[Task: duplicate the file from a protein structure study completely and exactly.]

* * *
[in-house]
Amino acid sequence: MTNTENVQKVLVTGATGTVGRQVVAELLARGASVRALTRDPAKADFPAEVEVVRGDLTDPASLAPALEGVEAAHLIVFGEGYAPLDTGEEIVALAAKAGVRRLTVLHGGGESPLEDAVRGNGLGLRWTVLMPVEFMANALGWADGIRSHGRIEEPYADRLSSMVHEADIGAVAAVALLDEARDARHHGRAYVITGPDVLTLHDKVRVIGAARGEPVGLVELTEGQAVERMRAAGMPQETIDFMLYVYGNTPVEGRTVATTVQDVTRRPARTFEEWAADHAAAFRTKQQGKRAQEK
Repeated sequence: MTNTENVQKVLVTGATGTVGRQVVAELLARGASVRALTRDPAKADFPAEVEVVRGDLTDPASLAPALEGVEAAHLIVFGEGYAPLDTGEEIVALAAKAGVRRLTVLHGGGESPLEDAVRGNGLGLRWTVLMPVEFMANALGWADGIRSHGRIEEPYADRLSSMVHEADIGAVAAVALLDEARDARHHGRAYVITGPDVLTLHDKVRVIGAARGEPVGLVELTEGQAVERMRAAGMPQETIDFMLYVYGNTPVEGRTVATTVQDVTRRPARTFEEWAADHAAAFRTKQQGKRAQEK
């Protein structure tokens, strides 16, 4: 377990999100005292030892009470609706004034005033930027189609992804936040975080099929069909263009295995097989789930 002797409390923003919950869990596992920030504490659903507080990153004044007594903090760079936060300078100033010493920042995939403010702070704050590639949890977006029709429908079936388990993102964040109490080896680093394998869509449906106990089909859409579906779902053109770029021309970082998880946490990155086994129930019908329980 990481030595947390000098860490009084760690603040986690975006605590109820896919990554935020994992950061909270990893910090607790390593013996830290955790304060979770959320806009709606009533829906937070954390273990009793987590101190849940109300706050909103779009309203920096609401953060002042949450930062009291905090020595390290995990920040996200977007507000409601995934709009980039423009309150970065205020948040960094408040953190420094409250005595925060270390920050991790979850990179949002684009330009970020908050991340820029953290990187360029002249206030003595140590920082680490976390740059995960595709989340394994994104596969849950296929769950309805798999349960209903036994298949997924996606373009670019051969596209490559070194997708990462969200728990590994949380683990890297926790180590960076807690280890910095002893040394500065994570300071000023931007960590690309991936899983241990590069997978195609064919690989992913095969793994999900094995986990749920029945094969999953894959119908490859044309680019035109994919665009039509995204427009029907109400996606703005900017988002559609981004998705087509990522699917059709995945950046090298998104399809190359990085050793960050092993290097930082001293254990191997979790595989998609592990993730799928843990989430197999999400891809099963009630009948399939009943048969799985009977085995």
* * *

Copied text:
[in-house]
Amino acid sequence: MTNTENVQKVLVTGATGTVGRQVVAELLARGASVRALTRDPAKADFPAEVEVVRGDLTDPASLAPALEGVEAAHLIVFGEGYAPLDTGEEIVALAAKAGVRRLTVLHGGGESPLEDAVRGNGLGLRWTVLMPVEFMANALGWADGIRSHGRIEEPYADRLSSMVHEADIGAVAAVALLDEARDARHHGRAYVITGPDVLTLHDKVRVIGAARGEPVGLVELTEGQAVERMRAAGMPQETIDFMLYVYGNTPVEGRTVATTVQDVTRRPARTFEEWAADHAAAFRTKQQGKRAQEK
Repeated sequence: MTNTENVQKVLVTGATGTVGRQVVAELLARGASVRALTRDPAKADFPAEVEVVRGDLTDPASLAPALEGVEAAHLIVFGEGYAPLDTGEEIVALAAKAGVRRLTVLHGGGESPLEDAVRGNGLGLRWTVLMPVEFMANALGWADGIRSHGRIEEPYADRLSSMVHEADIGAVAAVALLDEARDARHHGRAYVITGPDVLTLHDKVRVIGAARGEPVGLVELTEGQAVERMRAAGMPQETIDFMLYVYGNTPVEGRTVATTVQDVTRRPARTFEEWAADHAAAFRTKQQGKRAQEK
């Protein structure tokens, strides 16, 4: 377990999100005292030892009470609706004034005033930027189609992804936040975080099929069909263009295995097989789930 002797409390923003919950869990596992920030504490659903507080990153004044007594903090760079936060300078100033010493920042995939403010702070704050590639949890977006029709429908079936388990993102964040109490080896680093394998869509449906106990089909859409579906779902053109770029021309970082998880946490990155086994129930019908329980 990481030595947390000098860490009084760690603040986690975006605590109820896919990554935020994992950061909270990893910090607790390593013996830290955790304060979770959320806009709606009533829906937070954390273990009793987590101190849940109300706050909103779009309203920096609401953060002042949450930062009291905090020595390290995990920040996200977007507000409601995934709009980039423009309150970065205020948040960094408040953190420094409250005595925060270390920050991790979850990179949002684009330009970020908050991340820029953290990187360029002249206030003595140590920082680490976390740059995960595709989340394994994104596969849950296929769950309805798999349960209903036994298949997924996606373009670019051969596209490559070194997708990462969200728990590994949380683990890297926790180590960076807690280890910095002893040394500065994570300071000023931007960590690309991936899983241990590069997978195609064919690989992913095969793994999900094995986990749920029945094969999953894959119908490859044309680019035109994919665009039509995204427009029907109400996606703005900017988002559609981004998705087509990522699917059709995945950046090298998104399809190359990085050793960050092993290097930082001293254990191997979790595989998609592990993730799928843990989430197999999400891809099963009630009948399939009943048969799985009977085995």